Nisheeth Vishnoi is a Professor of Computer Science and a co-founder of the Computation and Society Initiative at Yale University. His research focuses on foundational problems in computer science, machine learning, and optimization. He is also broadly interested in understanding and addressing some of the key questions that arise in nature and society from a computational viewpoint. Here, his current focus is on natural algorithms, the emergence of intelligence, and algorithmic fairness. He was the recipient of the Best Paper Award at IEEE FOCS in 2005, the IBM Research Pat Goldberg Memorial Award in 2006, the Indian National Science Academy Young Scientist Award in 2011, the IIT Bombay Young Alumni Achievers Award in 2016, and the Best Technical Paper award at ACM FAT* in 2019. He was named an ACM Fellow in 2019. He holds a B. Tech., Computer Science and Engineering, Indian Institute of Technology Bombay, 1995-1999, Ph. D., Algorithms, Combinatorics and Optimization, Georgia Institute of Technology, 1999-2004.
    Postdoctoral Research Fellow & Leader of the Women in Data Science and AI project, The Alan Turing Institute
    The Alan Turing Institute
    Dr. Erin Lorelie Young is a postdoctoral research fellow at The Alan Turing Institute, leading the Women in Data Science and AI project within the Public Policy programme. She explores the gendered practices mediating the data science and AI fields, considering the political and socio-economic roots of the networks that shape, deploy and govern AI systems and their applications. Erin has a DPhil (PhD) in Education (Learning and Technology) from the University of Oxford, and a BA in Classics from the University of Cambridge. She has held positions as a consultant at the International Institute for Educational Planning (IIEP) at UNESCO in Paris, an H-STAR Visiting Researcher at Stanford University and a Research Assistant at the Oxford Internet Institute. Erin is interested in the social and ethical implications of technologies, particularly artificial intelligence (AI), machine learning and other data-driven innovations, and her work draws from Science and Technology Studies (STS) and intersectional feminism.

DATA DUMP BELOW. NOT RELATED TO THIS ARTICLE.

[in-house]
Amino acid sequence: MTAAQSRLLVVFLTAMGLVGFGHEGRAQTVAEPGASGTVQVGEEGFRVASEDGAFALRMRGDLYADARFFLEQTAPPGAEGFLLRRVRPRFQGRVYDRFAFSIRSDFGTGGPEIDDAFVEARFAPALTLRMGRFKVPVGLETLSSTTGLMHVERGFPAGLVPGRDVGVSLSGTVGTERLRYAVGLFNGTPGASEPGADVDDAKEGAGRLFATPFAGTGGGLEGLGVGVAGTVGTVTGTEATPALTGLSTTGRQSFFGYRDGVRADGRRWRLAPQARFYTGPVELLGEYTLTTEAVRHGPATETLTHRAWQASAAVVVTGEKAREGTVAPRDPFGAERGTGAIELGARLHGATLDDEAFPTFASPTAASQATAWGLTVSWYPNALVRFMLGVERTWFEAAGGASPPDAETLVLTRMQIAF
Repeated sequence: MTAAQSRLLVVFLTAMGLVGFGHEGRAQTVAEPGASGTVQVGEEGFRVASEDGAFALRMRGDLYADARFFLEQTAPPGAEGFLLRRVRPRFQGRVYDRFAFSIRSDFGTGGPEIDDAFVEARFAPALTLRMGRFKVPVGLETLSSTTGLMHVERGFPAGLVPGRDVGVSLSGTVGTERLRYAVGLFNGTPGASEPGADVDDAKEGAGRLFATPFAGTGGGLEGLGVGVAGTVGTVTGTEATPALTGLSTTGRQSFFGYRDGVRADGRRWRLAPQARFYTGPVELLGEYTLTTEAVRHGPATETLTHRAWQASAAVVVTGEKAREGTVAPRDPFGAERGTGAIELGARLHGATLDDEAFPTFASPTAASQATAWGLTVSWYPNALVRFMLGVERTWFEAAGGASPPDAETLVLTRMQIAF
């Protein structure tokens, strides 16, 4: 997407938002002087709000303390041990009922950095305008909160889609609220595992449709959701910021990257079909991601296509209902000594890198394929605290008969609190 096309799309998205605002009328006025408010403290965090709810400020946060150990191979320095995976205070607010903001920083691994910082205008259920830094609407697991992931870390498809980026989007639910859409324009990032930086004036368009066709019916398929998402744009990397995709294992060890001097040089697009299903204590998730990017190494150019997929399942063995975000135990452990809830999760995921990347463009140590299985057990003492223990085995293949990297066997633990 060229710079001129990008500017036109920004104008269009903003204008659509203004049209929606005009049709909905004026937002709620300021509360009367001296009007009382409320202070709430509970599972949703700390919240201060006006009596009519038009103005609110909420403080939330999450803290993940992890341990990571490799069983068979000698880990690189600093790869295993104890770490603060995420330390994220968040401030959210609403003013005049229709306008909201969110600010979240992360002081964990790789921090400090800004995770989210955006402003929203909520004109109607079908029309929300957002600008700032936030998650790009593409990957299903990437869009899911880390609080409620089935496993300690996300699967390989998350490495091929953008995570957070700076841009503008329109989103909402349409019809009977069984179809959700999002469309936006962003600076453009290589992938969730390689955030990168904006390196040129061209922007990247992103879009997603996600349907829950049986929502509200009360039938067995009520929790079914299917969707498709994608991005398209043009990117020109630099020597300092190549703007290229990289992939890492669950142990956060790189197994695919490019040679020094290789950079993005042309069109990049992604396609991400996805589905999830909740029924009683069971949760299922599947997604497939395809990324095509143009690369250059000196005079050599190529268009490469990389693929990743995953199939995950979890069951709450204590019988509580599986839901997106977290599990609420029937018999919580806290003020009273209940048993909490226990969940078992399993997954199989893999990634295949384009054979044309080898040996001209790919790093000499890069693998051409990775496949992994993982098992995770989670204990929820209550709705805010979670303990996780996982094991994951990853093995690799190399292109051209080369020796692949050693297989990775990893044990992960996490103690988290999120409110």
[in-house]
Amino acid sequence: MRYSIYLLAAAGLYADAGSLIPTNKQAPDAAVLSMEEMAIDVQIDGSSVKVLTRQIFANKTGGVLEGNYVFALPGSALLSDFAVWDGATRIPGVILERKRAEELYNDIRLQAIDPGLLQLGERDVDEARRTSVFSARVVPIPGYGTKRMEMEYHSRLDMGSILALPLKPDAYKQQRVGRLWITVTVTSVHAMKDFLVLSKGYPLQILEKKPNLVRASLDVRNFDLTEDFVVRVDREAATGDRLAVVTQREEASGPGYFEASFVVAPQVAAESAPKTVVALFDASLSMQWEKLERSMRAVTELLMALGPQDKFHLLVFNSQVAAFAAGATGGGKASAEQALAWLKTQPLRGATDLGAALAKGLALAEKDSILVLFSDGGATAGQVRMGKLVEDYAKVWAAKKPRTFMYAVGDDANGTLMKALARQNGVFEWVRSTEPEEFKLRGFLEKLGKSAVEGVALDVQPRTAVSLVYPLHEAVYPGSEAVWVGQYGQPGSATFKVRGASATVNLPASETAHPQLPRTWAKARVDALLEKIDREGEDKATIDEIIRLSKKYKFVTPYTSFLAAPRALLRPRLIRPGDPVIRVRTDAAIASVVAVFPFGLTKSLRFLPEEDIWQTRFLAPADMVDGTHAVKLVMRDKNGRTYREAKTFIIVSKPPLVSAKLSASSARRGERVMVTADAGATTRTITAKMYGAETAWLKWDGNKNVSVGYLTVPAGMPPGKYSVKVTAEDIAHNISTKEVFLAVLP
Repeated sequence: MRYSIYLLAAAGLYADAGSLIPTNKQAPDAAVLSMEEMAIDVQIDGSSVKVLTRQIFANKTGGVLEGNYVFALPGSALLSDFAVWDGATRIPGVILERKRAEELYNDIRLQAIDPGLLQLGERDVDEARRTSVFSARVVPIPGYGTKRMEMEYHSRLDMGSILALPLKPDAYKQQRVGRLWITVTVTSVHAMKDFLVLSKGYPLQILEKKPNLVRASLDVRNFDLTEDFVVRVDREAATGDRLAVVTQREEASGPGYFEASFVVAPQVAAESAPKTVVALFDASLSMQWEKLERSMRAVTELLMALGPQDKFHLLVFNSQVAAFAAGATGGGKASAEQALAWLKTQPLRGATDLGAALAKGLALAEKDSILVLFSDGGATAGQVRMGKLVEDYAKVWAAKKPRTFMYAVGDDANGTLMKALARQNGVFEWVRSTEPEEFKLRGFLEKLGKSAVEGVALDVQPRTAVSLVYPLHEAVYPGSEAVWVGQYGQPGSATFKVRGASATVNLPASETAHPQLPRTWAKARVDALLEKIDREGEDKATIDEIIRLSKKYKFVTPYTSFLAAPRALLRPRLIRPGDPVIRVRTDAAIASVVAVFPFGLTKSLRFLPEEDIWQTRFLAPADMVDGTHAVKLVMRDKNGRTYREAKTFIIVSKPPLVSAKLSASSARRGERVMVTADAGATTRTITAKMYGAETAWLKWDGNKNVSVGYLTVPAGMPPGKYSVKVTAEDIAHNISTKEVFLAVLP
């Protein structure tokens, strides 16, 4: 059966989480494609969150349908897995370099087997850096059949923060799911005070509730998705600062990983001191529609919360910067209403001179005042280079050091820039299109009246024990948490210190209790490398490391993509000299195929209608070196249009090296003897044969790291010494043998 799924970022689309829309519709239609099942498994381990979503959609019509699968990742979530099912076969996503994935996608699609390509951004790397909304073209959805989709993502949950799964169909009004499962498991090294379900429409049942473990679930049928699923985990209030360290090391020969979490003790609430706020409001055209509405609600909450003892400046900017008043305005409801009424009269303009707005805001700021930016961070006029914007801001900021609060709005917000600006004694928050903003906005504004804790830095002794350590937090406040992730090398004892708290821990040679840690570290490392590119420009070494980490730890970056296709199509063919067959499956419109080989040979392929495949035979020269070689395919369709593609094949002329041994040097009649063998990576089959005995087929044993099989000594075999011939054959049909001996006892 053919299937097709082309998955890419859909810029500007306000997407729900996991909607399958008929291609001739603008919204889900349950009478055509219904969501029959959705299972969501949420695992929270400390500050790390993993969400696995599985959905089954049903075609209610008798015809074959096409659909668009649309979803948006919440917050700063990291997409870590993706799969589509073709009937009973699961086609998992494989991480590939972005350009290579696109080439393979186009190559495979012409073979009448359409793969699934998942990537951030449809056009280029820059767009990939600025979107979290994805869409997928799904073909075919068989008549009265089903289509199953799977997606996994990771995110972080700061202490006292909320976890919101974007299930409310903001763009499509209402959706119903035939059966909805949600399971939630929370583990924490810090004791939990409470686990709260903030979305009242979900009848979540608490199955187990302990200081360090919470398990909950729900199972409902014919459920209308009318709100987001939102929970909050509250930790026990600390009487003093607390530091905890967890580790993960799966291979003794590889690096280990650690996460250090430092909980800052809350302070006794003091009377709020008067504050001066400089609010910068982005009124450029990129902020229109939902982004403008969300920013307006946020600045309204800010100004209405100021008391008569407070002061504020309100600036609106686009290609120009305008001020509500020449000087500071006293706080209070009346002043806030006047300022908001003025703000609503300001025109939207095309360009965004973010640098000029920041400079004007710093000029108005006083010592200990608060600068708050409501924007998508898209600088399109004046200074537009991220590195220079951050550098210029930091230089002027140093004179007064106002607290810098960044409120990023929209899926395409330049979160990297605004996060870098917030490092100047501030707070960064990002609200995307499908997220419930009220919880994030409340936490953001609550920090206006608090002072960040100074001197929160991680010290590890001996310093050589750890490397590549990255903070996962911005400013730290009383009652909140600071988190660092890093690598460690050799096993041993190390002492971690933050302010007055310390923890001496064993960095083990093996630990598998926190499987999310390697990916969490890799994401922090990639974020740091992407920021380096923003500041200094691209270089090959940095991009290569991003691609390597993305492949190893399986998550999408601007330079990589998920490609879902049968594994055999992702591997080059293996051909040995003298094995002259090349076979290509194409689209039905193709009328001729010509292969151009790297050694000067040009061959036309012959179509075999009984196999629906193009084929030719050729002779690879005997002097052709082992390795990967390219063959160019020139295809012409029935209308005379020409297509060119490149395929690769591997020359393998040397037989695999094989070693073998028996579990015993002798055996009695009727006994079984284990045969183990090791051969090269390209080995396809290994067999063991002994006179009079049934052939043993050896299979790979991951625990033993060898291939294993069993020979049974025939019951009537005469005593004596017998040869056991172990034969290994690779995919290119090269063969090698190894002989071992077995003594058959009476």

Technology Product Leader
    Deepika Devarajan is a technology product leader with a proven track record of driving growth by solving high value problems with disruptive innovation. She has over 19 years of experience in product management, marketing, and product development across startup and enterprise organizations. With graduate degrees in computer engineering and business administration, she has continuously transformed her career as a hardware, R&D and then software engineer, before joining the business ranks to lead marketing, partnerships and product. Most recently, Deepika led commercialization of the next generation of AI products at IBM. She has spoken at several conferences on topics related to AI, and cares deeply about responsible innovation and ethical applications of technology. A passionate STEM evangelist and advocate for women in technology and leadership, she is on the SWE Pittsburgh Executive Council serving as Co-chair for Outreach as she strives to make a bigger impact in her community.
    Chair, School of Interactive Computing, Georgia Tech; Founder and CTO, Zyrobotics
    Ayanna Howard, Ph.D. is the Linda J. and Mark C. Smith Professor and Chair of the School of Interactive Computing at the Georgia Institute of Technology. She also holds a faculty appointment in the School of Electrical and Computer Engineering and serves on the Board of Directors for the Partnership on AI and Autodesk. Dr. Howard’s career focus is on intelligent technologies that must adapt to and function within a human-centered world. Her work, which encompasses advancements in artificial intelligence (AI), assistive technologies, and robotics, has resulted in over 250 peer-reviewed publications in a number of projects - from healthcare robots in the home to AI-powered STEM apps for children with diverse learning needs. To date, her unique accomplishments have been highlighted through a number of awards and articles, including highlights in USA Today, Upscale, and TIME Magazine, as well as being recognized as one of the 23 most powerful women engineers in the world by Business Insider and one of the Top 50 U.S. Women in Tech by Forbes. In 2013, she also founded Zyrobotics, which develops STEM educational products to engage children of all abilities. Prior to Georgia Tech, Dr. Howard was a Senior Robotics Researcher and Deputy Manager in the Office of the Chief Scientist at NASA's Jet Propulsion Laboratory. She has also served as the Associate Director of Research for the Institute for Robotics and Intelligent Machines, Chair of the Robotics Ph.D. program, and the Associate Chair for Faculty Development in ECE at Georgia Tech.

Hourly Schedule

Tuesday 22 September

19:00 - 20:30
Day 1: Project presentations

Wednesday 23 September

19:00 - 20:30
Day 2: Prize-design workshop

Thursday 24 September

19:00 - 20:30
Day 3: Gathering resources/support
Principal Project Manager
As artificial intelligence (AI) and machine learning replace manual design and human oversight, society gains efficiency. However, the inputs used to determine these machine-made choices rely on flawed data that lacks critical information about female preferences, behaviors, and needs. AI is learning gender bias from humans. Biased data leads to biased insights, biased algorithms, biased solutions and policies, and ultimately a biased world that is designed only to meet the needs of the few. However, if harnessed for good, AI and machine learning can create a future in which unbiased insights tell the story of all humanity —not just a subset of it.


22 Sep 2020 - 24 Sep 2020


CEST, Geneva
19:00 - 20:30